Beaches, parks, tennis courts, and community pools are beginning to reopen across the nation, as states relax their social distancing requirements. You may be eager to venture out for a scenic hike or enjoy a round of golf, but you may also have concerns about reducing your risk to COVID-19, when people in the community may still have it.
If you live in a state where the number of COVID-19 cases is declining, you may feel braver about visiting the beach or tennis court for outdoor exercise. “Given that the virus doesn’t survive as long in outdoor environments and because air dissipates more readily outdoors, the overall risk is likely lower,” says Mark Kortepeter, MD, MPH, professor of epidemiology at the University of Nebraska Medical Center and author of Inside the Hot Zone. “The best way to reduce risk is to try and avoid touching frequently touched surfaces and periodically washing your hands or using hand sanitizer.”
Before you leave home, here’s what you should consider:
Be cautious in parking lots. Driving to your destination? Be wary of socializing in parking lots, if you plan to meet a friend. “They may lapse into their pre-COVID casualness,” Schaffner says. “I know about a beach on the East Coast and a hiking trail in Oregon that had to be closed by the local health authorities because although things were fine on the trail and on the beach, they couldn’t control the congregation of people in the parking lot.”
If you park in a busy lot, wear a mask and head to your destination quickly.
Prepare for busy beach days. Beforehand, decide how comfortable you feel about being close to strangers. This can help you choose whether to stay or go if the crowd swells. “Usually at the beach or in a park, families or friends tend to cluster in smaller groups together, usually some distance away from each other,” Kortepeter says. “If you find others are getting too close for you to feel comfortable, whether closer than 6 feet or even farther away, feel free to move.”
Think beyond the swimming pool. When you visit an outdoor pool, consider the interactions that you may have with others when lounging in a chair, using the restroom, or buying a drink at the snack bar. “It’s not what happens in the pool, it’s what happens around the pool,” Schaffner says.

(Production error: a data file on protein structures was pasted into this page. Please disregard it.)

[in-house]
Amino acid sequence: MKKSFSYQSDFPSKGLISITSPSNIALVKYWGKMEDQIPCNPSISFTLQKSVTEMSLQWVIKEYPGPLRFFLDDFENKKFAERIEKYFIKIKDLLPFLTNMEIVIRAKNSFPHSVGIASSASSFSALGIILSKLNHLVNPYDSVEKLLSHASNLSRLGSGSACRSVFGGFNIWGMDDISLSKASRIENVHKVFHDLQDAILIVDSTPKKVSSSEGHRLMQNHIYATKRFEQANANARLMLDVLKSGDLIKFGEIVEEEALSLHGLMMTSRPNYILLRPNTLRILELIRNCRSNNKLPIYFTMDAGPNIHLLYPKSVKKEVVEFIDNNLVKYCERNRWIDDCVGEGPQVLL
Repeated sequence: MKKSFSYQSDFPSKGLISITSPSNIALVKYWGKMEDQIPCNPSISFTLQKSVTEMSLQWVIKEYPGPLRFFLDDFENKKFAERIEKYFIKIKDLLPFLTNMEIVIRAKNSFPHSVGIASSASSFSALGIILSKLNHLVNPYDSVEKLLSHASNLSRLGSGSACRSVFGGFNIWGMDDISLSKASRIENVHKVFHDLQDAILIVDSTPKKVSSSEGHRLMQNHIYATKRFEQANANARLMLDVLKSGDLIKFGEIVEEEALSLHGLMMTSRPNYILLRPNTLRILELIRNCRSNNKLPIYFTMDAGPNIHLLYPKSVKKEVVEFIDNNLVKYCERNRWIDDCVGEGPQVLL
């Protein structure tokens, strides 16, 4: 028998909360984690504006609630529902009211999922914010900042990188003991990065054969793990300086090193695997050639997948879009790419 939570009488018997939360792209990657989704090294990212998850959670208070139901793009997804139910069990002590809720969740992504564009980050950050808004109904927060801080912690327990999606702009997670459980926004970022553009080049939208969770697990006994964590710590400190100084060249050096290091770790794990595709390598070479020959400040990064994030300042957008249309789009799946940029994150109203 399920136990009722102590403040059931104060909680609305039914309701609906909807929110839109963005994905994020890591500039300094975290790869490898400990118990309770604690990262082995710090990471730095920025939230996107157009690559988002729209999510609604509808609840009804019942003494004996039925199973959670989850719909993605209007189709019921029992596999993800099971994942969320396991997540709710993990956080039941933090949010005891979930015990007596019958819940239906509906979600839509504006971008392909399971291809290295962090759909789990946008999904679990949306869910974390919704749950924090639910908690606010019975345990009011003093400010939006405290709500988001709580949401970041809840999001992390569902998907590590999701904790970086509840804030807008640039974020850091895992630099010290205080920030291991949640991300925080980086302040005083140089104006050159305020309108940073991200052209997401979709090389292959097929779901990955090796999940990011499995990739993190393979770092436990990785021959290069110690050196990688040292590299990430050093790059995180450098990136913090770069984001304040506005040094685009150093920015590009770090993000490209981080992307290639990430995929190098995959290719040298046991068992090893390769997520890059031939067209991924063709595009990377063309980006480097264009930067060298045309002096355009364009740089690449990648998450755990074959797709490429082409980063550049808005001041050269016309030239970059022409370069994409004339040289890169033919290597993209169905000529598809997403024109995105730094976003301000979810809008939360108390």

If it feels too crowded, consider leaving and returning on a different day at an earlier or later hour.
The US Centers for Disease Control and Prevention recommends wearing masks around other people, but they advise against wearing them in swimming pools. “If a mask gets wet, it will be harder to breathe through and will also lose its effectiveness,” Kortepeter says.
Breathe more easily while hiking quiet trails. Finding a hiking trail that’s a little less busy may help you unwind. It’s probably a good idea to bring your mask along with you, even if you’re only passing the occasional hiker. “If you are concerned someone passing by is too close [and don’t already have your mask on], you can put it on briefly as you see them approaching. Keep in mind, though, that when you put on or take off your mask, you risk contaminating susceptible areas of your face if your hands are contaminated.”
Stay vigilant while playing golf. Before and after playing golf, bypass the bar, indoor restaurant, and locker room for safety. “Play your round, and then go home—take your shower when you get home,” Schaffner says.
Feel comfortable about playing tennis. Singles tennis matches are perfectly socially distanced, so you don’t need to wear a mask while playing. Touching shared tennis balls is a low-risk activity that shouldn’t spread COVID-19. “Probably more important would be to minimize opportunities to touch your face,” Kortepeter says. “Consider wearing sweatbands on your head or wrists so that you are not inclined to touch your face because of sweating.”
Public bathrooms are fine. Because you’ll only spend a couple of minutes inside of a beach, park, or pool restroom, it’s a low-risk activity. “I think that’s very similar to a supermarket; you’re just close to other people in a transient fashion,” Schaffner says.
Wear your mask, and if there’s a line, stand 6 feet behind the person in front of you. When you’re through, wash your hands well with soap and water.
Enjoy outdoor dining. Frequenting an outdoor snack bar at the park, beach, or pool should be relatively low-risk. “In the outdoor environment, I am less concerned about the distance between tables, as people at other tables are not interacting directly face-to-face with you,” Kortepeter says. “Higher-risk in that setting [is] if you have to stand in line with others when purchasing your food.”
Consider eating earlier or later so that the outdoor tables aren’t crowded. Wash your hands or use hand sanitizer before eating, especially if you handled money.
This information is for educational purposes only and is not intended as a substitute for medical diagnosis or treatment. You should not use this information to diagnose or treat a health problem or condition. Always check with your doctor before changing your diet, altering your sleep habits, taking supplements, or starting a new fitness routine.